Report: Former Amtrak Engineer Found ‘Not Guilty’ in 2015 Derailment

Written by Marybeth Luczak, Executive Editor
Amtrak Northeast Regional Train 188 derailed at Frankford Junction in Philadelphia on the Northeast Corridor, shortly after 9:00 p.m. on Tuesday, May 12, 2015. (Accident scene image courtesy of NTSB)

Amtrak Northeast Regional Train 188 derailed at Frankford Junction in Philadelphia on the Northeast Corridor, shortly after 9:00 p.m. on Tuesday, May 12, 2015. (Accident scene image courtesy of NTSB)

Ex-Amtrak engineer Brandon Bostian was acquitted on March 4 of all charges related to the May 12, 2015 derailment of Northeast Regional Train 188 in Philadelphia that killed eight and injured more than 200.

He had been charged with eight counts of involuntary manslaughter, one count of causing a catastrophe, and 200-plus counts of reckless endangerment, according to CBS 3 in Philadelphia. “Bostian could have been sentenced to life in prison if he had been found guilty. But the jury decided to acquit,” the news outlet reported.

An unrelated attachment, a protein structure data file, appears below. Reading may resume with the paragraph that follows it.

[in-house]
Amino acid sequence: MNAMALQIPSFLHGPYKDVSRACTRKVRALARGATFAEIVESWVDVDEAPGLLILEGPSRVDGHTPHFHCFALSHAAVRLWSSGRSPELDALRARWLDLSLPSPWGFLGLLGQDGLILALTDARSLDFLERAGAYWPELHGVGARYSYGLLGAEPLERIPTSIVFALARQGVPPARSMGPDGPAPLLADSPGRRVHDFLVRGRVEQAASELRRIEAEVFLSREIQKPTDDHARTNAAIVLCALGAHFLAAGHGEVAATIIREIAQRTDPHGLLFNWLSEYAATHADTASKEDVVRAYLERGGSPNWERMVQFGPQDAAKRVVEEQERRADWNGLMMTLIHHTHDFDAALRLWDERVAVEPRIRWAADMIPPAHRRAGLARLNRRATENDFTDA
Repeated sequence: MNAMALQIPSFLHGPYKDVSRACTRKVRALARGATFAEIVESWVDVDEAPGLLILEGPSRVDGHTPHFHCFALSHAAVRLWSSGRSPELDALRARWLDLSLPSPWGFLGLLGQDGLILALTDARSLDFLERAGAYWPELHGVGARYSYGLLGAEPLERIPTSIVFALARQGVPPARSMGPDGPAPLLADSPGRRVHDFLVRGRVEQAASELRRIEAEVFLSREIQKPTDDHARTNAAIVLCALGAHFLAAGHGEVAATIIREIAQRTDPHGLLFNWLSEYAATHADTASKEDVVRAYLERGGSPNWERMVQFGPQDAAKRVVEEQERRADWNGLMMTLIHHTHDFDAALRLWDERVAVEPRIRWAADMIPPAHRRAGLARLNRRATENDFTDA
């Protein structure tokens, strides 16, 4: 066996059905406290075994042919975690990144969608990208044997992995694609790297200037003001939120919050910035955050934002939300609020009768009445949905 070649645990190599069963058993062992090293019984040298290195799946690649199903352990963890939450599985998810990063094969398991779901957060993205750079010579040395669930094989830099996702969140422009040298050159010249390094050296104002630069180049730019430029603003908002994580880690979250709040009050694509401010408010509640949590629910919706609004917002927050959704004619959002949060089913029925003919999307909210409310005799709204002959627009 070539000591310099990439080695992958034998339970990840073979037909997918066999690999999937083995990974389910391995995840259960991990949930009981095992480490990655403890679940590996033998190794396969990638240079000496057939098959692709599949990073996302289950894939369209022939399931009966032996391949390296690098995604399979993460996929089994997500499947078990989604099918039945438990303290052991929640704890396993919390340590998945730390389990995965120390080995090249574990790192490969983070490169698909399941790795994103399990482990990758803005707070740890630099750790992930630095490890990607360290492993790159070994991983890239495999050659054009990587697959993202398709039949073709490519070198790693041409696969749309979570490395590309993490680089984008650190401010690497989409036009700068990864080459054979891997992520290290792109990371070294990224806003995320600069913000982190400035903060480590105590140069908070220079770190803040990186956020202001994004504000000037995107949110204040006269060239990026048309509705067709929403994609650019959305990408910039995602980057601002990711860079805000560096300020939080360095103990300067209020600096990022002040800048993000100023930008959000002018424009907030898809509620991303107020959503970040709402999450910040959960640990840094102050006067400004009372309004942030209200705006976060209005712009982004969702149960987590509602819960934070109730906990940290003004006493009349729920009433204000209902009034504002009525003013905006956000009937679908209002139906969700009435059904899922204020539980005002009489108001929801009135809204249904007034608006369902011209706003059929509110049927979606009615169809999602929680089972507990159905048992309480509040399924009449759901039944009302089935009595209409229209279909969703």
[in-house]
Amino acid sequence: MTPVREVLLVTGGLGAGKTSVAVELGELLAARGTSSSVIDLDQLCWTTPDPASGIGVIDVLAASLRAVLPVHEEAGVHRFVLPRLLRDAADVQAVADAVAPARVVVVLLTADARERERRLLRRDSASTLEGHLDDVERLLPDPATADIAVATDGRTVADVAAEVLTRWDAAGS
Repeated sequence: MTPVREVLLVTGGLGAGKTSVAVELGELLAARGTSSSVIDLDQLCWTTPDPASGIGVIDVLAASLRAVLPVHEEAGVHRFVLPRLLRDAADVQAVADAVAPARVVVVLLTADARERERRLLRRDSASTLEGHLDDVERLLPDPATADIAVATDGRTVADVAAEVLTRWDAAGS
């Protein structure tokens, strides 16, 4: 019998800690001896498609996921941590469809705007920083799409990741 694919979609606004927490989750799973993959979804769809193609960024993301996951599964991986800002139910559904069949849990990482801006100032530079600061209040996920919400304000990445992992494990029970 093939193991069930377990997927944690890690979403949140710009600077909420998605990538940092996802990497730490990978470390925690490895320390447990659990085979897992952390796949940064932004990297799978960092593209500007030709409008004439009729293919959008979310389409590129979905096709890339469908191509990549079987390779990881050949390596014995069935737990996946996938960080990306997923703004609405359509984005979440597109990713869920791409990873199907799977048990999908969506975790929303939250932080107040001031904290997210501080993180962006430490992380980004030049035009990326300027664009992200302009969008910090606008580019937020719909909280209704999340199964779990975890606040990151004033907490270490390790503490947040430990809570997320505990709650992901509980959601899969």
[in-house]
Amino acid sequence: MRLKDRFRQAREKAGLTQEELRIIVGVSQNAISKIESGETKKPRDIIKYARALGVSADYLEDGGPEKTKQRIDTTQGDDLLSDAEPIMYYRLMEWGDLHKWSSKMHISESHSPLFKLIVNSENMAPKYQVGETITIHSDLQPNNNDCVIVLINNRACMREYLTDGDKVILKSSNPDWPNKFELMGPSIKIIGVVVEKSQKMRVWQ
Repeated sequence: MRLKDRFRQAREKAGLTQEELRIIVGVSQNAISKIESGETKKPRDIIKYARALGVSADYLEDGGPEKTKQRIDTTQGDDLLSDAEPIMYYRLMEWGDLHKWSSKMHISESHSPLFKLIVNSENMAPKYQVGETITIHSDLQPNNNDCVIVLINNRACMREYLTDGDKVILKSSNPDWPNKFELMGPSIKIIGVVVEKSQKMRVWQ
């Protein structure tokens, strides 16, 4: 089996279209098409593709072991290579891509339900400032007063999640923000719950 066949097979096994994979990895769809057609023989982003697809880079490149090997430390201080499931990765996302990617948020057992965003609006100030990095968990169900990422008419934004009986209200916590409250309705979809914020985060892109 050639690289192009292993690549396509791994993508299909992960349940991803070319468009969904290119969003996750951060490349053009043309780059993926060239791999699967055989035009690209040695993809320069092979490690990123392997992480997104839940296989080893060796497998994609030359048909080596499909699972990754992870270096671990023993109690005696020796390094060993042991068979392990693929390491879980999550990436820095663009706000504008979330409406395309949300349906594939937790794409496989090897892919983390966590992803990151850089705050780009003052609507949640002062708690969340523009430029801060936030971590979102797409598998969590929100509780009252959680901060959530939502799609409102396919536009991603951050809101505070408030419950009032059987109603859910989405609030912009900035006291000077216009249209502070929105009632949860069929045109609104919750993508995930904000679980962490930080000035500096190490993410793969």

“About 9:21 p.m. eastern daylight time on May 12, 2015, eastbound Amtrak … passenger train 188 derailed at milepost 81.62 in Philadelphia, Pennsylvania,” according to the National Transportation Safety Board (NTSB) report. “The [Washington-to-New York] train had just entered the Frankford Junction curve—where the speed is restricted to 50 mph—at 106 mph. It was dark and 81 [degrees] F with no precipitation; visibility was 10 miles. As the train entered the curve, [Bostian] the locomotive engineer applied the emergency brakes. Seconds later, the train—one locomotive and seven passenger cars—derailed. There were 245 passengers, 5 on-duty Amtrak employees, and 3 off-duty Amtrak employees on board. Eight passengers were killed, and 185 others were transported to area hospitals. … The National Transportation Safety board (NTSB) found that the Amtrak engineer accelerated his train to a high rate of speed in a manner consistent with how he habitually manipulated the controls when accelerating to a target speed, suggesting that he was actively operating the train rather than incapacitated moments before the accident. However, he accelerated to 106 mph without slowing the train for the curve at Frankford Junction, where the speed was restricted to 50 mph. After evaluating the circumstances of the accident, the NTSB found that the most likely reason the engineer failed to slow for the curve was he believed he was beyond the curve where the authorized speed was 110 mph, because of his loss of situational awareness. He lost his situational awareness because his attention was diverted to an emergency situation with a nearby Southeastern Pennsylvania Transportation Authority (SEPTA) train that had made an emergency stop after being struck by a projectile. This type of situation could be addressed by better crewmember training that focuses on preventative strategies for situations that could divert crewmember attention. … In the accident area, positive train control had not yet been implemented at the time of the accident, but it has since been implemented. The NTSB found that the accident could have been avoided if positive train control or another control system had been in place to enforce the permanent speed restriction of 50 mph at the Franklin Junction curve.”